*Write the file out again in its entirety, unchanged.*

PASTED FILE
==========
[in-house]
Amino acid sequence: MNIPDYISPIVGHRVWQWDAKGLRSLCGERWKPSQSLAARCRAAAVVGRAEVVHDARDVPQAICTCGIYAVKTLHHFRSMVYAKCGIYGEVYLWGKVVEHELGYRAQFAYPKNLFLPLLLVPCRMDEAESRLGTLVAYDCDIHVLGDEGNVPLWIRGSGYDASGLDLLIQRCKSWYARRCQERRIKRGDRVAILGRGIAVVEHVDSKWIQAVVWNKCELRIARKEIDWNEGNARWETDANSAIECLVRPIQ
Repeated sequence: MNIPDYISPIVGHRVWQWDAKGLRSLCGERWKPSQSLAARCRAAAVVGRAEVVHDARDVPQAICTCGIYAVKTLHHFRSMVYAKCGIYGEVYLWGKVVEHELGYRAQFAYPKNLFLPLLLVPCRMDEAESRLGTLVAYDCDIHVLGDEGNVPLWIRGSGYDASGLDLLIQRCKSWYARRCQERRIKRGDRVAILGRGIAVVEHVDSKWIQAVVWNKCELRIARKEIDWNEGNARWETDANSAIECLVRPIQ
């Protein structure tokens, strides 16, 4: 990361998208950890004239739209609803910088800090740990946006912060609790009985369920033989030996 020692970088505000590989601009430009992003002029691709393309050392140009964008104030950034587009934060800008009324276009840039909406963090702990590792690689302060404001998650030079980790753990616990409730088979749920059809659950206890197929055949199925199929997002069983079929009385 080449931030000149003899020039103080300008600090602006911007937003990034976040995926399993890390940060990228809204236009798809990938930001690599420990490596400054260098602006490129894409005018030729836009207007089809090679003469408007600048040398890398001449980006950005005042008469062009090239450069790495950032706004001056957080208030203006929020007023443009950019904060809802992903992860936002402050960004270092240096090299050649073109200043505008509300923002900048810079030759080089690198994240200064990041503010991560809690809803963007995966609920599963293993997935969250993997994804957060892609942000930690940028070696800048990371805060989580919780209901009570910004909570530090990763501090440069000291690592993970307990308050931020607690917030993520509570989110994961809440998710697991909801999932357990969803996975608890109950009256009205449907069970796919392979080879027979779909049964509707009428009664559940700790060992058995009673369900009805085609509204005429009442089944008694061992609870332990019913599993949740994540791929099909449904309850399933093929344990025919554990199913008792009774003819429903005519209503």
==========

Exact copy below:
[in-house]
Amino acid sequence: MNIPDYISPIVGHRVWQWDAKGLRSLCGERWKPSQSLAARCRAAAVVGRAEVVHDARDVPQAICTCGIYAVKTLHHFRSMVYAKCGIYGEVYLWGKVVEHELGYRAQFAYPKNLFLPLLLVPCRMDEAESRLGTLVAYDCDIHVLGDEGNVPLWIRGSGYDASGLDLLIQRCKSWYARRCQERRIKRGDRVAILGRGIAVVEHVDSKWIQAVVWNKCELRIARKEIDWNEGNARWETDANSAIECLVRPIQ
Repeated sequence: MNIPDYISPIVGHRVWQWDAKGLRSLCGERWKPSQSLAARCRAAAVVGRAEVVHDARDVPQAICTCGIYAVKTLHHFRSMVYAKCGIYGEVYLWGKVVEHELGYRAQFAYPKNLFLPLLLVPCRMDEAESRLGTLVAYDCDIHVLGDEGNVPLWIRGSGYDASGLDLLIQRCKSWYARRCQERRIKRGDRVAILGRGIAVVEHVDSKWIQAVVWNKCELRIARKEIDWNEGNARWETDANSAIECLVRPIQ
């Protein structure tokens, strides 16, 4: 990361998208950890004239739209609803910088800090740990946006912060609790009985369920033989030996 020692970088505000590989601009430009992003002029691709393309050392140009964008104030950034587009934060800008009324276009840039909406963090702990590792690689302060404001998650030079980790753990616990409730088979749920059809659950206890197929055949199925199929997002069983079929009385 080449931030000149003899020039103080300008600090602006911007937003990034976040995926399993890390940060990228809204236009798809990938930001690599420990490596400054260098602006490129894409005018030729836009207007089809090679003469408007600048040398890398001449980006950005005042008469062009090239450069790495950032706004001056957080208030203006929020007023443009950019904060809802992903992860936002402050960004270092240096090299050649073109200043505008509300923002900048810079030759080089690198994240200064990041503010991560809690809803963007995966609920599963293993997935969250993997994804957060892609942000930690940028070696800048990371805060989580919780209901009570910004909570530090990763501090440069000291690592993970307990308050931020607690917030993520509570989110994961809440998710697991909801999932357990969803996975608890109950009256009205449907069970796919392979080879027979779909049964509707009428009664559940700790060992058995009673369900009805085609509204005429009442089944008694061992609870332990019913599993949740994540791929099909449904309850399933093929344990025919554990199913008792009774003819429903005519209503």